The President of the Pharmacy Association in Zurich, Valeria Dora, says that more and more people in Switzerland are consuming cannabis, and that selling it legally would provide users with safe products and combat criminals profiting on the black market.
The group has penned a position paper stating its desire to decriminalise marijuana for medical and recreational use.
Experts have praised the move, saying it is the right thing to do and that the necessary infrastructure and staff already exists.
Estimates suggest that state efforts to control cannabis use in Switzerland currently cost up to 1 billion Swiss francs (€883 million) annually.
Switzerland’s illegal cannabis market is believed to generate 600 million Swiss francs each year.
Some 200,000 people in Switzerland regularly consume cannabis recreationally. Roughly 40% of Swiss men and around 33% of Swiss women have tried marijuana at least once in their lives.
Dora, who represents around 110 Zurich-based pharmacies, says the reality of cannabis use in Switzerland cannot be ignored any longer.
She has asked other pharmacists about marijuana and found that many are open to selling cannabis products.
The pharmacists want to work with specialist departments of the city of Zurich to discuss the next steps.
The responsible health department is open to regulating the cannabis market and says that a discussion on the subject is “urgent and overdue”.
Not a free for all
Despite advocating the decriminalisation of cannabis, Dora says she is against the “unrestricted liberalisation” policy implemented in some US states.
She also believes the “coffee shop” approach employed in the Netherlands would not be ideal for Switzerland.
Instead, she suggests that pharmacies take over the sale of cannabis in a regulated market. She says training and further education are important and that steps should be taken to limit damage and protect potentially vulnerable people.
Dora advocates cannabis being classified as a medicinal product, and therefore active ingredients would have to be clearly indicated on the packaging.
“We must under no circumstances trivialise or propagate consumption,” she told NZZ.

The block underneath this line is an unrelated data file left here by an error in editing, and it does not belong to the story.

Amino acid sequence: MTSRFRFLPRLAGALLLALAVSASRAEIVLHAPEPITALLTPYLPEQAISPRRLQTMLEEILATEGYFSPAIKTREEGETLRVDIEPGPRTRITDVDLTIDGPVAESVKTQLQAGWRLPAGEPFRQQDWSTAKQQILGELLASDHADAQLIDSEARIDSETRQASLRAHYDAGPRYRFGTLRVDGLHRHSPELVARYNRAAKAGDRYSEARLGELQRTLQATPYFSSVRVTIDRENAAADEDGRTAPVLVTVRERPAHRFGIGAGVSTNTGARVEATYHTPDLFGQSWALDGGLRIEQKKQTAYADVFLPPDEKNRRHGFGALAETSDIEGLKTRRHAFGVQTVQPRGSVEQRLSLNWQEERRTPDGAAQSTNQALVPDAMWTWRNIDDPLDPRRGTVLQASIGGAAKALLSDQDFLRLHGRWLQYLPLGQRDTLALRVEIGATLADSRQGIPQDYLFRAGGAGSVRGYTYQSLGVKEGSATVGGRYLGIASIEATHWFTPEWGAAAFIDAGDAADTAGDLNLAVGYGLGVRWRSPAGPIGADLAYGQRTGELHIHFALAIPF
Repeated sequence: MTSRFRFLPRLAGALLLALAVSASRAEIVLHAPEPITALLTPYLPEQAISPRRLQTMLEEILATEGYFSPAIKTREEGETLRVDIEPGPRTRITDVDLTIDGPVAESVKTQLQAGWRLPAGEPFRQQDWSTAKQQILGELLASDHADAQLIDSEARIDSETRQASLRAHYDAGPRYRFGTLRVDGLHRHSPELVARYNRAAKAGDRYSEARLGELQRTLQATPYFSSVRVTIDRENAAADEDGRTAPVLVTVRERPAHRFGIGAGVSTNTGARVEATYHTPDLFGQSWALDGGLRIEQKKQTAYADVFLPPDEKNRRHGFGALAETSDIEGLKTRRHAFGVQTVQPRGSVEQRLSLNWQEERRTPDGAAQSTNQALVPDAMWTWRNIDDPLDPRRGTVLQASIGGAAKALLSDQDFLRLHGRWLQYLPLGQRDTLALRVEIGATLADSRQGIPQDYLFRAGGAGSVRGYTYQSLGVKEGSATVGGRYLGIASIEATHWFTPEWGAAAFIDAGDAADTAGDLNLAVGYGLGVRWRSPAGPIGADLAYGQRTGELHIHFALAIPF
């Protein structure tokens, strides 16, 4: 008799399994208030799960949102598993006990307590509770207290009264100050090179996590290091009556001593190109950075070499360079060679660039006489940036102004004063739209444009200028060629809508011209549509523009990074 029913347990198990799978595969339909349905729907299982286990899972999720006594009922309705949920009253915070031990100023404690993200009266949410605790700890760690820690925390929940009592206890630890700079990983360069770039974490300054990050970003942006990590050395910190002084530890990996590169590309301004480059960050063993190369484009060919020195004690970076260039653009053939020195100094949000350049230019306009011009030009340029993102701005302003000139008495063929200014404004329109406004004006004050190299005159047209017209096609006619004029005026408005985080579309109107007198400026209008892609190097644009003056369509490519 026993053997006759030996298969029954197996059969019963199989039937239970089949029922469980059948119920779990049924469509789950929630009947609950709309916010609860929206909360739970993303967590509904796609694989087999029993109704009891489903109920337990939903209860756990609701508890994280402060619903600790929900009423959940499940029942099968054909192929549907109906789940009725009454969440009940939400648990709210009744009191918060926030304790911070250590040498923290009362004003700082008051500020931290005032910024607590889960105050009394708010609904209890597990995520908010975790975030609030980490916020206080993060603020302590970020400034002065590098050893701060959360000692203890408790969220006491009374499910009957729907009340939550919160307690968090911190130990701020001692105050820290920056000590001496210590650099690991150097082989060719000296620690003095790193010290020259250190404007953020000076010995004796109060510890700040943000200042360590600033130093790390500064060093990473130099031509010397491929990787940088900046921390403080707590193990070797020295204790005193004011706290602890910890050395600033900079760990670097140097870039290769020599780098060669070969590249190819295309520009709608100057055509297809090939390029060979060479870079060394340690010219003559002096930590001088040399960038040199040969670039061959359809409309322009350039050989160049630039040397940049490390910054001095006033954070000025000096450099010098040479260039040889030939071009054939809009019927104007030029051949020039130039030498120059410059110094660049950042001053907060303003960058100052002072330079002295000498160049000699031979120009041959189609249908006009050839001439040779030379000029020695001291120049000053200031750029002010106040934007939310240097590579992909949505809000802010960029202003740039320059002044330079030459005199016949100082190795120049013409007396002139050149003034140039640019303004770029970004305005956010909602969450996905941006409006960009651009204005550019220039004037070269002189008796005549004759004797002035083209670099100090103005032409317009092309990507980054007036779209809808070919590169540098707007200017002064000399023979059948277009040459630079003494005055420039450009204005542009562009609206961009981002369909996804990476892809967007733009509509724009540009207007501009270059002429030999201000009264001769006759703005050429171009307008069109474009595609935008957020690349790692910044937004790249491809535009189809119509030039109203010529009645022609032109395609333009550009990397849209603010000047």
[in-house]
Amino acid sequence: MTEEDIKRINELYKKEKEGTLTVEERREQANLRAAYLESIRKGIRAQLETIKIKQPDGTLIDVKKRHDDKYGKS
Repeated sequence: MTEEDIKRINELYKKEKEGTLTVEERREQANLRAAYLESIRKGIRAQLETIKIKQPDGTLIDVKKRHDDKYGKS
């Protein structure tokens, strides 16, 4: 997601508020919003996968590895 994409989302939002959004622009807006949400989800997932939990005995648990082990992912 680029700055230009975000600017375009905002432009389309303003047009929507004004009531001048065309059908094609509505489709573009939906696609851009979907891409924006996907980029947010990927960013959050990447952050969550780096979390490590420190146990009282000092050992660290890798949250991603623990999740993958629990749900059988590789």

The proposal suggests that people aged 18 and over who use cannabis should be provided with drugs of “pharmaceutical quality” so as to avoid harmful diluents and additions.
Users could be given advice in pharmacies on how best to “take” marijuana and a “cannabis helpline” could be set up.
Any potential users with “problematic consumption” patterns should be identified and contained by qualified staff.
Dora also suggests that efforts to prevent children in schools from consuming cannabis should be increased.
What do the experts say?
Former drug commissioner and current university lecturer, Michael Herzig, has backed the plans, saying that pharmacies are well suited to the controlled selling of cannabis.
Herzig says that pharmacies would be able to ensure the quality of products sold – something that the black market cannot – and stop the potentially “dangerous” commercialisation of the drug and avoid products like cannabis lollipops and gummy bears being sold or advertised.
He adds that, in addition to saving up to 1 billion Swiss francs a year regulating marijuana, a tax could be levied on the drug and that Swiss farmers could be brought on board as potential producers.
Pharma-Suisse, the national umbrella organisation for pharmacies in Switzerland, is less sure of the proposal.
It says that it is in favour of the controlled distribution of cannabis for medical purposes but is “not convinced” that public pharmacies are suitable locations for this.
Instead, it says that scientific pilot trials like those approved by the Swiss Federal Council in July 2018 would be preferable.
Currently, cannabis is illegal in Switzerland though the law was relaxed in 2013.
Instead of facing criminal proceedings, adults caught with ten grams or less of pot can be subjected to a 100-franc spot fine, though that is enforced to varying degrees across the country.